Tools to help you plan and
support self care
Assess your consultation skills and style
Why you should use this
To help you to analyse your approach and achievements in patient consultations.
When to use this
Tate describes five tasks to be covered by a health professional in a consultation with a
patient.1 We’ve added a sixth to focus on supporting self care.
What to do
Use the checklist in Table T19.1 to review the extent to which you complete the six tasks for individual patients. Start with 10 patients picked at random from several surgeries or clinics (e.g. one or two per surgery or clinic) and complete the checklist after each session while the consultation is still fresh in your mind. Or review a series of consecutive consultations (e.g. the first or last five patients from two surgeries or clinics).
How it works
(insight) It should help you to consider the extent to which you keep your determination to support self care, in balance with the reasons that the patient is consulting with you.
Whom to engage
Any health professional can do this.
How much time you should allow
The minimum time this exercise should take is 60 minutes, allowing a little time for reflection.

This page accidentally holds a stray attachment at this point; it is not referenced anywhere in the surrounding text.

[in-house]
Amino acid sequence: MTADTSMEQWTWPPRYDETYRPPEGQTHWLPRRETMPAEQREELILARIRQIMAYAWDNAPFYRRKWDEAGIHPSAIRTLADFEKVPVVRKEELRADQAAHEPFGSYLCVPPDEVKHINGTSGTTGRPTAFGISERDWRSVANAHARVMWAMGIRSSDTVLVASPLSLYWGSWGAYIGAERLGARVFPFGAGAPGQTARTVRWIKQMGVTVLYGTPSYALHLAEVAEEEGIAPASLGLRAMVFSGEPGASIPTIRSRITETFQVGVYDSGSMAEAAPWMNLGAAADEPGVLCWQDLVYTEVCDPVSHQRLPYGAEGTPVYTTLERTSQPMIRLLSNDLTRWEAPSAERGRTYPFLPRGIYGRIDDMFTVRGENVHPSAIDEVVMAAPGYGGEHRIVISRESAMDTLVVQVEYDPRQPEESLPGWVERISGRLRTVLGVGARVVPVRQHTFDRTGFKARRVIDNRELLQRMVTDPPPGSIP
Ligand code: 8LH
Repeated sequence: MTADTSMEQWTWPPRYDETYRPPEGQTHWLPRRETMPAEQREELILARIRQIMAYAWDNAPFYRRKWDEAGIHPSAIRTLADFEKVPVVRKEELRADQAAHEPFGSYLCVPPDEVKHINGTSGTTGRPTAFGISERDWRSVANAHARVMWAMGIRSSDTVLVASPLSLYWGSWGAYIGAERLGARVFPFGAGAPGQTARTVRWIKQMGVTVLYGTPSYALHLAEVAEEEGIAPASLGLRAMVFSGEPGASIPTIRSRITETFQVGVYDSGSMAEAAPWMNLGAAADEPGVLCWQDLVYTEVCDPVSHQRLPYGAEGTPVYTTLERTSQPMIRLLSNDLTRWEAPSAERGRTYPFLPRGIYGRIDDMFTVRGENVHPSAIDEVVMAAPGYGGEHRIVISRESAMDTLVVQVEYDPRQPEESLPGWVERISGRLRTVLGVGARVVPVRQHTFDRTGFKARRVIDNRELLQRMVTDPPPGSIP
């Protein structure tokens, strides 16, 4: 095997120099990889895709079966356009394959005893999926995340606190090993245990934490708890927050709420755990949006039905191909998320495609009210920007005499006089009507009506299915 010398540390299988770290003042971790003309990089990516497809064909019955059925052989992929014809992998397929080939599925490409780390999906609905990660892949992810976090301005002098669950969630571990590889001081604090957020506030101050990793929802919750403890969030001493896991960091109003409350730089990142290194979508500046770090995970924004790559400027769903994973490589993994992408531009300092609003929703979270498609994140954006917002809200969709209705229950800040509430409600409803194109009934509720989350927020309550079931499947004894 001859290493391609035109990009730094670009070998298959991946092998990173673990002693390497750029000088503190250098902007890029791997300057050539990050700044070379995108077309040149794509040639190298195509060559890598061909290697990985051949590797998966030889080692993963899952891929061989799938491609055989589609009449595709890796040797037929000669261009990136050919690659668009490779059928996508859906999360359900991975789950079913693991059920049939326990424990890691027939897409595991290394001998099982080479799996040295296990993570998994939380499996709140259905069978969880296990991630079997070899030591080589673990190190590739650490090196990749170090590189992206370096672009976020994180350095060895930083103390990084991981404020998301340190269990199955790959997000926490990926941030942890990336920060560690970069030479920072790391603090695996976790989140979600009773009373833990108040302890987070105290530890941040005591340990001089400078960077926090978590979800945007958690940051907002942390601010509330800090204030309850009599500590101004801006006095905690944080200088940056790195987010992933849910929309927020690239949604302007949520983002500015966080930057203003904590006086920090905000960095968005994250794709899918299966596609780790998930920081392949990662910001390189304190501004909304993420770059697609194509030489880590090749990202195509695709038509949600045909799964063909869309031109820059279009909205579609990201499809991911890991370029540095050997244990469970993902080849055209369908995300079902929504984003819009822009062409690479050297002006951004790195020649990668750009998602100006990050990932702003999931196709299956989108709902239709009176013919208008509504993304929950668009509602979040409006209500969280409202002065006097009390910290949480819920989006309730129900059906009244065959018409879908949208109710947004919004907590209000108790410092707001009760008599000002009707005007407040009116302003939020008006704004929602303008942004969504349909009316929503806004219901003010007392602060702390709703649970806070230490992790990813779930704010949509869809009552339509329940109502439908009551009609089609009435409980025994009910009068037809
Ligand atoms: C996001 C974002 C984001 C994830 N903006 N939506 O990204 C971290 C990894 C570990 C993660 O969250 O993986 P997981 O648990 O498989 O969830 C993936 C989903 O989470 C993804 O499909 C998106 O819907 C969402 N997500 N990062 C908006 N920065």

What a facilitator should do
Sell the importance of supporting self care as an integral part of a consultation, rather than the dominating feature.
What to do next
Debrief with a colleague or as a team, and reflect on whether your support for self care is appropriately introduced in most of your consultations.
Table T19.1: Check out how comprehensive your approach is in patient consultations and if they include support for self care
What makes it work better
Someone could video or audiotape their consultations and ask a colleague to complete the checklists above, then compare their own and their colleagues’ responses. The patients concerned might complete the checklist, then the health professional compare their own and the patient’s assessments and consider if they are matched, and if not, why not.
What can go wrong
An individual health professional without insight completes the checklists which then serve to reinforce their pattern of consulting behaviour.
1 Tate P. The Doctor’s Communication Handbook. Oxford: Radcliffe Medical Press; 2001.